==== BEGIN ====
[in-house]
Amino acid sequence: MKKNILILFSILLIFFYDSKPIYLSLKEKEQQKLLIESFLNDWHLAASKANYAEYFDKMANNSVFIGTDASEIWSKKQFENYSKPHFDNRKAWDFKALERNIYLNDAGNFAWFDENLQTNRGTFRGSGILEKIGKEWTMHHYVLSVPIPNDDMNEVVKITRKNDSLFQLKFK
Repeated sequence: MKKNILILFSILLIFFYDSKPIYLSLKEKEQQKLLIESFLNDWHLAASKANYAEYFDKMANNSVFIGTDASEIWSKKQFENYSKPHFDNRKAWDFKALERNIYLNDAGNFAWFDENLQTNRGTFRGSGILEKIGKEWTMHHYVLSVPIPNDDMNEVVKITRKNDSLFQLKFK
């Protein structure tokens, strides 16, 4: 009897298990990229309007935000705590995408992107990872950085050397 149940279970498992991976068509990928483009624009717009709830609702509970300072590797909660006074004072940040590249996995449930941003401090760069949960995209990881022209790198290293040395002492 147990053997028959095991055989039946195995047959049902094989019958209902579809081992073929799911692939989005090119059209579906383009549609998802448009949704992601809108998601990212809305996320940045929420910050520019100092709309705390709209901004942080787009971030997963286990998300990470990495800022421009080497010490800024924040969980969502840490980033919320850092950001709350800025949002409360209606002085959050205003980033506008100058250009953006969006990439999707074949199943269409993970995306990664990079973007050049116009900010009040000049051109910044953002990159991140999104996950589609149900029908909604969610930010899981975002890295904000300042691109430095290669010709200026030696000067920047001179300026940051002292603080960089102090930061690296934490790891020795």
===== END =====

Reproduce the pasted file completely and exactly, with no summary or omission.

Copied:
[in-house]
Amino acid sequence: MKKNILILFSILLIFFYDSKPIYLSLKEKEQQKLLIESFLNDWHLAASKANYAEYFDKMANNSVFIGTDASEIWSKKQFENYSKPHFDNRKAWDFKALERNIYLNDAGNFAWFDENLQTNRGTFRGSGILEKIGKEWTMHHYVLSVPIPNDDMNEVVKITRKNDSLFQLKFK
Repeated sequence: MKKNILILFSILLIFFYDSKPIYLSLKEKEQQKLLIESFLNDWHLAASKANYAEYFDKMANNSVFIGTDASEIWSKKQFENYSKPHFDNRKAWDFKALERNIYLNDAGNFAWFDENLQTNRGTFRGSGILEKIGKEWTMHHYVLSVPIPNDDMNEVVKITRKNDSLFQLKFK
């Protein structure tokens, strides 16, 4: 009897298990990229309007935000705590995408992107990872950085050397 149940279970498992991976068509990928483009624009717009709830609702509970300072590797909660006074004072940040590249996995449930941003401090760069949960995209990881022209790198290293040395002492 147990053997028959095991055989039946195995047959049902094989019958209902579809081992073929799911692939989005090119059209579906383009549609998802448009949704992601809108998601990212809305996320940045929420910050520019100092709309705390709209901004942080787009971030997963286990998300990470990495800022421009080497010490800024924040969980969502840490980033919320850092950001709350800025949002409360209606002085959050205003980033506008100058250009953006969006990439999707074949199943269409993970995306990664990079973007050049116009900010009040000049051109910044953002990159991140999104996950589609149900029908909604969610930010899981975002890295904000300042691109430095290669010709200026030696000067920047001179300026940051002292603080960089102090930061690296934490790891020795």